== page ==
A holiday party in Marin County ten days ago where all attendees were vaccinated led to an outbreak of at least 28 cases of COVID, and health officials believe the Omicron variant was to blame.
"When we decided to have the party, we consulted the Centers for Disease Control website," says restaurant owner Mike Koeppel, speaking to the Marin Independent Journal. "We listened to a speech made by Dr. Fauci, and at the time he was saying, if you’re vaccinated there is no reason why you can’t have holiday parties."
The December 11 party at Farm House Local was, ostensibly, a responsibly thrown affair, where all guests were required to be vaccinated, many were boosted, and the hosts encouraged everyone to administer at-home tests the day of the party to make sure they were COVID-negative. Windows and doors were kept open during the party to improve airflow. The event was hosted by Mike and Eliza Koeppel, who are in their 50s and live in Larkspur, and there were about 60 guests who were around the same age or in their 40s.
Now, around half of the guests in attendance have been infected with COVID, and the outbreak began with news of one guest being symptomatic and testing positive on December 13. So far, no one has become severely ill or required hospitalization, which points to the effectiveness of the vaccines at preventing severe infection.
Mike Koeppel says that he tested positive on December 16, and he tells the Marin IJ, "I’ve had very minor symptoms. I’ve been one of the lucky ones."
"We feel terrible about what has happened," said Eliza Koeppel. "It’s just the worst nightmare."
County Health Officer Dr. Matt Willis says that Omicron was the likely culprit in this outbreak, due to the sheer number of those infected.
"Right now we know about half of the attendees of this event were infected," Willis tells the Marin IJ. "An attack rate of 50% is consistent with a very contagious virus. Delta has been highly contagious, but it hasn’t led to an attack rate of 50%."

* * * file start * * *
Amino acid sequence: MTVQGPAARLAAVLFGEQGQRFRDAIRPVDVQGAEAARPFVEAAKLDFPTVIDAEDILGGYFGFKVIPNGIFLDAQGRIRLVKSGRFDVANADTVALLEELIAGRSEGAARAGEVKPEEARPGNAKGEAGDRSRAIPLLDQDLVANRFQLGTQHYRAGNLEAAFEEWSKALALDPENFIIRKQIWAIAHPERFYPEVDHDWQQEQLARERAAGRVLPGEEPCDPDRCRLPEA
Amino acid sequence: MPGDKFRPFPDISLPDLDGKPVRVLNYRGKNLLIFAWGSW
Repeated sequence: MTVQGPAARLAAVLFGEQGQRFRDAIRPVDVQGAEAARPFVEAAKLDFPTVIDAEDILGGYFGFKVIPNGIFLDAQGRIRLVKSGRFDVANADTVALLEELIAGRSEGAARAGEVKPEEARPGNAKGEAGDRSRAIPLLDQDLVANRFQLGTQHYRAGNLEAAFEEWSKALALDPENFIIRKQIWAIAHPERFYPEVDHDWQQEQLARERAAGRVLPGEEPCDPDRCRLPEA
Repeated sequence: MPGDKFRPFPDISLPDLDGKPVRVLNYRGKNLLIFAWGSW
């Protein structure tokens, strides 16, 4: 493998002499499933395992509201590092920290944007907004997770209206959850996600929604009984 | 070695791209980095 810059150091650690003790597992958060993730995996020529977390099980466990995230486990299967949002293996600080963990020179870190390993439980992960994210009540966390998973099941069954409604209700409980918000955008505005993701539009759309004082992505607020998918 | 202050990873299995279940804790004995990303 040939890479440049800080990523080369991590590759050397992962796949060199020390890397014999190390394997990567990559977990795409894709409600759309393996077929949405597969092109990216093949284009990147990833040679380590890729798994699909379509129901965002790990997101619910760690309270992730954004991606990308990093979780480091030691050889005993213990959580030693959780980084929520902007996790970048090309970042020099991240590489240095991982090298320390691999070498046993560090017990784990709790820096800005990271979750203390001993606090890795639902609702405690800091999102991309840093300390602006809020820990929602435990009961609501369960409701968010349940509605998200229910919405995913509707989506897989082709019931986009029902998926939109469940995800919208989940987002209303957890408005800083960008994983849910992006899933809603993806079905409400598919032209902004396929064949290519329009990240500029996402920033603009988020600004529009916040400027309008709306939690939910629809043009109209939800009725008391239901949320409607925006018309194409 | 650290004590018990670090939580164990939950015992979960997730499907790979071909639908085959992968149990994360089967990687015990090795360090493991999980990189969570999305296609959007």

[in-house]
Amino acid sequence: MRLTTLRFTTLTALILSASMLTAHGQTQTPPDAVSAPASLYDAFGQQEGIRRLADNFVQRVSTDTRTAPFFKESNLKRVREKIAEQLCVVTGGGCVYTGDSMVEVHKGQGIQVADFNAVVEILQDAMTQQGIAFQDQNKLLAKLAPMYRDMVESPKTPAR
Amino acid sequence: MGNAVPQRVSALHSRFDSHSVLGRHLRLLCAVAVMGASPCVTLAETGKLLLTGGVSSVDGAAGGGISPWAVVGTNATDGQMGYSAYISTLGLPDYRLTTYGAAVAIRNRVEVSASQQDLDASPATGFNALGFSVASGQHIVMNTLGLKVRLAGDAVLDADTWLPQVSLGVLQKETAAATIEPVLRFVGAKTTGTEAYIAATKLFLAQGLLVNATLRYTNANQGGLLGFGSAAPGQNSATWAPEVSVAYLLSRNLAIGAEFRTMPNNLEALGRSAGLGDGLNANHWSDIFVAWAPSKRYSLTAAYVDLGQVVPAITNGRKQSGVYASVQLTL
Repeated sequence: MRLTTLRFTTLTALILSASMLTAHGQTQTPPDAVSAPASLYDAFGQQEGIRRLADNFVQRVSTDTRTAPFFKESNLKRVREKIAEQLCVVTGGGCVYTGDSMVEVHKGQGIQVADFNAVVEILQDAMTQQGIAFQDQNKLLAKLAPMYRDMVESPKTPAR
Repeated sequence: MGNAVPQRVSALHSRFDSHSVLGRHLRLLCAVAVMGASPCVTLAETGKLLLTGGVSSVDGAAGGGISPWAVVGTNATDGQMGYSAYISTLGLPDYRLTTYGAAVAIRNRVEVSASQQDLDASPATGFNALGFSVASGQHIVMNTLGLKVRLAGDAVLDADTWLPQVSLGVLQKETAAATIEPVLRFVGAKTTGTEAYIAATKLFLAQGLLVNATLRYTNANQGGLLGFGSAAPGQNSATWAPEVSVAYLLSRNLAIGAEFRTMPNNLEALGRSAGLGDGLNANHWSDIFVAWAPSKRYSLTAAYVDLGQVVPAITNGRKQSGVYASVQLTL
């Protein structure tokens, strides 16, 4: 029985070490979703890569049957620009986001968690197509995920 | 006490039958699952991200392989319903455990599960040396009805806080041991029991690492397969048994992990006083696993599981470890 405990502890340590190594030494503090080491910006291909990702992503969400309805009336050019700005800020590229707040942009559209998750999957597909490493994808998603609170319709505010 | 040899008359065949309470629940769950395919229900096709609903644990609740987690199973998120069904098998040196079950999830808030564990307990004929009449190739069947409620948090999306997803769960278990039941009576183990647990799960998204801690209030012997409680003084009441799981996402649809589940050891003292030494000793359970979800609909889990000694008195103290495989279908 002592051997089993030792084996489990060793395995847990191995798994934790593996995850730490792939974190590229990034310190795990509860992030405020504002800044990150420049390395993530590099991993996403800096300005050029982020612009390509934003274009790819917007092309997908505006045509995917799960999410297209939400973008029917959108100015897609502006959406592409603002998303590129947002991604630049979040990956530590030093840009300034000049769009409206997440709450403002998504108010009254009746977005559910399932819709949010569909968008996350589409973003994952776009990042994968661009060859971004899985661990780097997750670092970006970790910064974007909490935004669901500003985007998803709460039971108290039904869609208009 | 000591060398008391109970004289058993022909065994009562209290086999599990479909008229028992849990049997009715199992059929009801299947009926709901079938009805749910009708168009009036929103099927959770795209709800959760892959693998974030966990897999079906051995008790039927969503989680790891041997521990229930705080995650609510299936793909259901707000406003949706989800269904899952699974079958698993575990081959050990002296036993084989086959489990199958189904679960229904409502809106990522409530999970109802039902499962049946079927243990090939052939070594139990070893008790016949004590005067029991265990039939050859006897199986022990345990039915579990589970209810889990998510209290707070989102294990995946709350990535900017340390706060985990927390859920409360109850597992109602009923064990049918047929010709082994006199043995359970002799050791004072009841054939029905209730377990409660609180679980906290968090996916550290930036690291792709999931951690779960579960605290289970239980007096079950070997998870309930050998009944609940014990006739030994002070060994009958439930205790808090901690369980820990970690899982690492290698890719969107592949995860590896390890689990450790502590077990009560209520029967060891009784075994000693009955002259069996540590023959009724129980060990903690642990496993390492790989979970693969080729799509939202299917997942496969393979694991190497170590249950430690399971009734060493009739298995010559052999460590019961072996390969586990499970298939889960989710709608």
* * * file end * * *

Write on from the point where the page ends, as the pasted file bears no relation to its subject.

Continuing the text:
Willis gave a countywide update Monday discussing how Omicron was likely to surge in the county in the coming days and weeks, and encouraging everyone whose original vaccinations were six or more months ago to go get a booster dose. Additionally, Willis says that the county will soon begin distributing 50,000 free at-home COVID tests to low-income families — and he's encouraging anyone attending an event to test themselves the day of the event.
Marin County has, during much of the pandemic, been the most thorough in its contact-tracing and in its public communications about outbreaks as they're detected. A classroom outbreak in May involving an unvaccinated teacher in Novato led to health officials drafting a paper about the incident that was then widely shared by the Centers for Disease Control.
A recent school outbreak in the county was found to have been caused by two infected children whose parents did not keep them out of school after one of them tested positive. Those parents are now facing possible criminal charges.
Photo: Andrew Kneckel